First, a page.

Tuesday, May 20, 2014

acausal connecting principles in the swing era

The pop stars of big-band years, the period from the mid-30's to mid 40's and often described as the 'swing era', were the band leaders.

These were usually virtuoso instrumentalists and 'conductors' of sorts.

Yer Louis Armstrong, Count Basie and Tommy Dorsey among some of the most well known.

For the most part the singers in the big bands had to make do with being of secondary importance to the band leaders.

For example, the Tommy Dorsey Orchestra’s vocal chores were handled some semi-anonymous young fella by the name of Frank Sinatra.

The natural order of things was disrupted, however, in part due to a somewhat random event.

A strike in 1942 by the US musicians’ union, in a dispute over royalty payments led to a temporary stop on any new recordings being made, as union musicians halted recording for any record company.

Live performances were still permitted, but this posed problems for both the radio stations (who had only just got their heads around playing records in the first place) and, of course, the record companies themselves.

Among the workarounds that the radio dj's employed were importing new records from outside the US, and staging a wholesale revival of pre-40s recordings.

Things were not so simple for the record companies, however.

For a start, early developments in the emerging and popular new jazz style known later as bebop - being honed by the likes of Charlie Parker and Dizzy Gillespie - were never properly recorded. We can still lament this today.

Around the same time as the strike Frank Sinatra was becoming one of the first vocalists to emerge in their own right and had signed a solo deal with Columbia Records. Columbia wanted to get Sinatra product out as fast as possible, so, to get round the no-musicians rule, Sinatra suggested that they hire master arranger Alec Wilder and vocal group the Bobby Tucker Singers as back up.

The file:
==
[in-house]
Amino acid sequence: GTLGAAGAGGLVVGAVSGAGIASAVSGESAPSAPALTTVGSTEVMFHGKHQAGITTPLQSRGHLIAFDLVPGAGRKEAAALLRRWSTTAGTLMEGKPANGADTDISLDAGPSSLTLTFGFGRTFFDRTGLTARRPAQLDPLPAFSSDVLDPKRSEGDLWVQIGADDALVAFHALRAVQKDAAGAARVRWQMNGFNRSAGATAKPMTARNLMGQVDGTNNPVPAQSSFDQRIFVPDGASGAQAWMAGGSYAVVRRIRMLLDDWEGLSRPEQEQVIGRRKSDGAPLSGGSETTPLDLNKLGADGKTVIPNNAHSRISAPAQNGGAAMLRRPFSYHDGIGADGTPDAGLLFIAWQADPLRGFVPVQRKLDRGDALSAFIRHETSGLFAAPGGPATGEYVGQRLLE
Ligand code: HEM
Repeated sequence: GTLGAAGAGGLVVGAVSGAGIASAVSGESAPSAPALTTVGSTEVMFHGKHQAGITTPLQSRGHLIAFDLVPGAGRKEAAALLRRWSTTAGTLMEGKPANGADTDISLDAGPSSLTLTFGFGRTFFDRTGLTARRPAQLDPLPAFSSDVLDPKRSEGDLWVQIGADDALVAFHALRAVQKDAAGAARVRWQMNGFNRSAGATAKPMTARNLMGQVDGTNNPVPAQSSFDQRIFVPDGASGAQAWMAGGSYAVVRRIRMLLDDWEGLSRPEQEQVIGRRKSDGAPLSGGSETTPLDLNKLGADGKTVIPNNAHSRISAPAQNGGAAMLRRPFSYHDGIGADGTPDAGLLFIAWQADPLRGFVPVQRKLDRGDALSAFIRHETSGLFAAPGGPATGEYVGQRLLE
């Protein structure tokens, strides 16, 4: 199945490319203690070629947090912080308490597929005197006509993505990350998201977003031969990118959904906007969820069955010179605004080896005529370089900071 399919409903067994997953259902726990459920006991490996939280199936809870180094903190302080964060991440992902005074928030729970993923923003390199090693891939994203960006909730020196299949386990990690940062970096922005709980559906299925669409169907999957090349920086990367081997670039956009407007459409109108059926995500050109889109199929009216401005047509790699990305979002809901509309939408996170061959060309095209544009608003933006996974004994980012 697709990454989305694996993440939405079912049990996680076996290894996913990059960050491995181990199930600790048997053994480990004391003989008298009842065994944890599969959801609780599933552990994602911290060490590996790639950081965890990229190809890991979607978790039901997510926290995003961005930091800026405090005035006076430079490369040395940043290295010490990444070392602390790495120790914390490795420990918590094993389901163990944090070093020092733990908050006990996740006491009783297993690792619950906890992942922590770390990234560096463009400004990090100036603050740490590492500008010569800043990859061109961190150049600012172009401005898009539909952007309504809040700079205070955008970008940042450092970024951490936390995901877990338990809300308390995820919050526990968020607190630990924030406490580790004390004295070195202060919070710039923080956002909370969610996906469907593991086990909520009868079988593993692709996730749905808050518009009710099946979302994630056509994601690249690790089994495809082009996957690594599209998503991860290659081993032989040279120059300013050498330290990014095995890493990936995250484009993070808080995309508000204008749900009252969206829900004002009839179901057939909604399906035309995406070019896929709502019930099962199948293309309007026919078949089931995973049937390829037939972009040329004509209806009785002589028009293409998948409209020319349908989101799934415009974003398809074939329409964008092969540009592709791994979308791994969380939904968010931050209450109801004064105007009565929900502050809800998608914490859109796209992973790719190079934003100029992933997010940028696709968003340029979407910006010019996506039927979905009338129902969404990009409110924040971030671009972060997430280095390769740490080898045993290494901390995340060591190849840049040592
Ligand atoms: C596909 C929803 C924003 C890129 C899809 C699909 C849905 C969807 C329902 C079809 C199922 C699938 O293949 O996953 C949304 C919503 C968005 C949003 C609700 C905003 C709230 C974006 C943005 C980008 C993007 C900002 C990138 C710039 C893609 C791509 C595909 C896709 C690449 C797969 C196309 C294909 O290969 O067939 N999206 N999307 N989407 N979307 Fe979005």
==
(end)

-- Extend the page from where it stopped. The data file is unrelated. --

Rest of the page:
Very soon the rest of the industry noticed that the musicians strike didn’t apply to the singers in the band.

The MU just represented players of instruments so the labels quickly put together vocal only groups featuring the big band back up singers - mimicking instrumental arrangements acapella - and the main vocalists pushed up front.

Not only was a new genre born but when the strike ended the market had moved on and those other vocalists who had previously had to stand in the shadow the band leaders were following Frank's lead and becoming the new stars.

While this flip would have probably happened anyway it's not much of a stretch to speculate that the situation perhaps brought the singers' day forward somewhat.

It's best described as a synchronicity - a ‘meaningful' coincidence.

A sequence of events that cannot be fully explained by simple cause and effect but are still connected.

And an example of a swift and nifty bit of innovation (by copying) in the face of necessity on behalf of the record industry.
And set the tone for all manner of Elvisness and James Brown et al to come.

The story of how the record industry were slow to recognise how digital distribution etc would impact their business model, and the consequences that followed, is well documented.

But its worth noting that, frankly, this was not always the way.

blog comments powered by Disqus